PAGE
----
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The Lost: A Search for Six of Six Million

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'A gripping detective story, a stirring epic, a tale of ghosts and dark marvels, a thrilling display of scholarship, a meditation on the unfathomable ... Show synopsis

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Reviews of The Lost: A Search for Six of Six Million

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  • The Lost Jul 23, 2008
    by pawkitt

    I seem to be drawn to books about the Holocaust. I have read so many books about it that I've lost count. These book s are always frightening and treable sad, but the Lost Haunted me. The way theat Daniel Mendelsohn writes takes me breath away. As I was reading this book I kept finding myself reacing out and touching the words. The way he writes is so beautiful. I was so moved by his experinces and will always be greatfull the he shared his story with me. Thats what it seemed like, that he wrote this book just for me. It was very private and honest.
    In this acount of the Holocaust Daniel finds some letters from a relative that died during the second world war. He seems to be driven to find out what happend to them, and goes on a life altering journey to find them. Damiel treats his lost relative with so much respect and humanity. This book never seem to be politacal or judemental, he just tells the facts acording the the people who lived through the war. With every personal account he brings you one step closer to meeting his lost people. I was truley crushed when he fond out what did happen to them. It was painful to read and I'm sure even harder to write. He just did it so well. I never felt like he was feeling sorry for himself. He just needed to tell this story.
    I won't lie this story is hard to read, it gave me nightmares for months, but it also changed me. I wonder if I would have had the courage to help if I was in that situation. To risk my life for someone elses. I think that some of the people in this book felt feer in telling their story even today. I think that is such a tragedy, we really must never forget that the Holocaust did happen, and maybe by reading about what the surviers went through we can have empahty for eachother and not be so rash to judge on race or religion.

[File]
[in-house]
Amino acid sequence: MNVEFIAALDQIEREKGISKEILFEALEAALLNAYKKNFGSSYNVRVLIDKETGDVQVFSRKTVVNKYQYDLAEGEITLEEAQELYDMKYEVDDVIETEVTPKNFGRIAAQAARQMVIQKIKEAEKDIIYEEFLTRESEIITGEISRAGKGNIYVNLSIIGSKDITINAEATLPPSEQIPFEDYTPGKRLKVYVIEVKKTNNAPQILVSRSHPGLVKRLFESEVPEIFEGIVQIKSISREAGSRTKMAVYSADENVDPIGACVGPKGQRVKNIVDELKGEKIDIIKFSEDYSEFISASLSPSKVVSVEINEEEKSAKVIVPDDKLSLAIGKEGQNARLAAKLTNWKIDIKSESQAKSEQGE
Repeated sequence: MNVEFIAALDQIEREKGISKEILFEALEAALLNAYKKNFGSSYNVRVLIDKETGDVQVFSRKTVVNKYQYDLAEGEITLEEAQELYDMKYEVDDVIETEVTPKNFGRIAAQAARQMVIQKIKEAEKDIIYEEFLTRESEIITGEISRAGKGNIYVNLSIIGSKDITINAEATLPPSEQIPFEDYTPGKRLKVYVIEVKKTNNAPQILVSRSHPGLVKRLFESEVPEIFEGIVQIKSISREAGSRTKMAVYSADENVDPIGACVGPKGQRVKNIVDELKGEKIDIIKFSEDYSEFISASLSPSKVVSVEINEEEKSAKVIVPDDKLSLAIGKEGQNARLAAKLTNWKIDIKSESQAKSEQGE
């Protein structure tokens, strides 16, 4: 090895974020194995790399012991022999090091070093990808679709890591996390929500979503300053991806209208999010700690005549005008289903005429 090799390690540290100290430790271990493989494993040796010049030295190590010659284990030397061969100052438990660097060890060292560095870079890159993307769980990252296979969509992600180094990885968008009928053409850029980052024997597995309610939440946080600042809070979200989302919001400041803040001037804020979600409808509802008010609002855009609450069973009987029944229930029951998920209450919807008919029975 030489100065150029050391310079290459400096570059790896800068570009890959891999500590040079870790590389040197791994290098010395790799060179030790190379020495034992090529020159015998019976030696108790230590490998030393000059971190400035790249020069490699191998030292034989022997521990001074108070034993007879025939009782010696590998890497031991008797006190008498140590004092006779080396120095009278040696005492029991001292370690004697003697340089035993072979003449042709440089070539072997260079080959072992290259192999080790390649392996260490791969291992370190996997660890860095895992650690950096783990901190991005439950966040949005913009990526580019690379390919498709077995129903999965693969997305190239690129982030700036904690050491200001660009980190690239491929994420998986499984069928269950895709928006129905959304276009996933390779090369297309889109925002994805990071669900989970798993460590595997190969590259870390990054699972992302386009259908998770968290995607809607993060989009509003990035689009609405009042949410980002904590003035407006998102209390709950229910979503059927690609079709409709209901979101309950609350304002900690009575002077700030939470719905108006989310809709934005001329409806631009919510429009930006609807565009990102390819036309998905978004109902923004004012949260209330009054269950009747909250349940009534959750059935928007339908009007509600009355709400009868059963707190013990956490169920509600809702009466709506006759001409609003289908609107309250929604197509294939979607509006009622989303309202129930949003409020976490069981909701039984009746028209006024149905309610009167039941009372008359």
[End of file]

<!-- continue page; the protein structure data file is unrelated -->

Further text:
I love this book and I'm sure I will go back to it again and again. His words will haunt you and make you want to live out loud!

  • A moving and true tale Apr 12, 2007
    by SANF

    The Lost is a beautifully written, meandering and ultimately very moving tale of one man's quest to fill in the outlines of six lives that were extinguished by the Holocaust. Mendelsohn has fulfilled the fantasies of many by writing a family history based on archival and oral research, which is at times riveting. Of course the author has gone much farther than most arm chair researchers by literally traveling around the globe. At times, the book is unbearably self-indulgent, at others, brutally honest. The author's forays into Jewish learning about the book of Genesis, did not, for me, enhance the author's quest for family truth, but rather existed in a parallel universe, which interfered with the narrative flow and could be skipped if found tiresome. Mendelsohn's approach to the State of Israel: apologetic at best, condescending at worst, interfered somewhat with my enjoyment of the book. Nevertheless, Mendelsohn did right by the living, the Holocaust survivors he met with along the way who cast light on the past, as well as by the members of his family who perished.
    For those interested in learning about the life (and not only the death) of the Jews of the towns of Galicia like the Mendelsohn family's Bolechow, Nobel Prize winner S.Y. Agnon's The Bridal Canopy does so in an authentic way, written by one who lived there and experienced Galicia before its destruction by pogroms and by Hitler. Those wanting a more scholarly treatment of the relationship between the Jews and the Polish noblemen who employed them, alluded to by Mendelsohn's grandfather's mention of Count (Graf) Potocki, should read Moshe Rosman's The Lord's Jews.

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